The US Army is seeking female volunteers for its gruelling two-month Ranger School for an integrated assessment to take place next spring, reports Michelle Tan at The Army Times.
“Right now we’re going through the deliberate planning process, identifying volunteers, and selecting them over the next few months,” Lt. Col. Alayne Conway, an Army spokeswoman, told The Times. “In January, we’ll determine the feasibility of conducting an assessment of the Ranger course in the spring of 2015.”
The possible move to integrate an all-male training course — one that often leads soldiers into special operations units — could be an opening for women to not only serve in direct combat roles, but highly-specialised fields such as Army Rangers or Special Forces.
From The State:
If a woman soldier is selected, she’ll have to take a pregnancy test, according to the Army order inviting female candidates to apply for the school. She’ll also have to demonstrate that she can do 49 pushups, 59 sit-ups, six chin-ups and complete a five-mile run in 40 minutes. She’ll also have to finish a 12-mile march in less than three hours.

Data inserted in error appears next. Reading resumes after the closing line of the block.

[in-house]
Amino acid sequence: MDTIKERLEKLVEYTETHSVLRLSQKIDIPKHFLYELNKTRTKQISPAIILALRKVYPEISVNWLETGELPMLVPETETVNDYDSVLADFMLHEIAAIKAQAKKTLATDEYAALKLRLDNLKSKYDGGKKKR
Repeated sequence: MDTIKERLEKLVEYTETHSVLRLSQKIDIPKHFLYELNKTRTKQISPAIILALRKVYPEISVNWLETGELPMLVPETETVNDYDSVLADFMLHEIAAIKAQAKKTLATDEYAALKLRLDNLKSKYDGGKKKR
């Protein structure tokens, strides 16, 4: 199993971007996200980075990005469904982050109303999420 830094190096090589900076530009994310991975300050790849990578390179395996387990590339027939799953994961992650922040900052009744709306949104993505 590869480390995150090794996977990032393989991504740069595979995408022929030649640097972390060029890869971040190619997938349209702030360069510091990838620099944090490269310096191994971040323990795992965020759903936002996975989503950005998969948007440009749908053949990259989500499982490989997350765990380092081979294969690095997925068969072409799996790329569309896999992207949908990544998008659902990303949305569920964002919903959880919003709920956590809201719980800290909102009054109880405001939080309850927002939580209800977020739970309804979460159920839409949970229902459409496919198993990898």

“If a female thinks she’s physically strong enough to get through the school to get the tab, she should be able to go,” said Staff Sgt. Marscha Boydston, a supply specialist in Joint Base Lewis-McChord’s I Corps.
Ranger School is among the toughest training in the U.S. military. On the school’s official website, it posts grim statistics for those seeking the coveted Ranger Tab, including a graduation rate just barely over 50% and a note that 60% of failures occur within the first four days (training is 62 days total).
The debate over sending women to Ranger school has been ongoing for quite some time, and has stirred up stark divisions on both sides. Some argue integration could to lead to lowered standards, while others cite standards being upheld by the Air Force and Navy even as those services put women into fighter jets and submarines.
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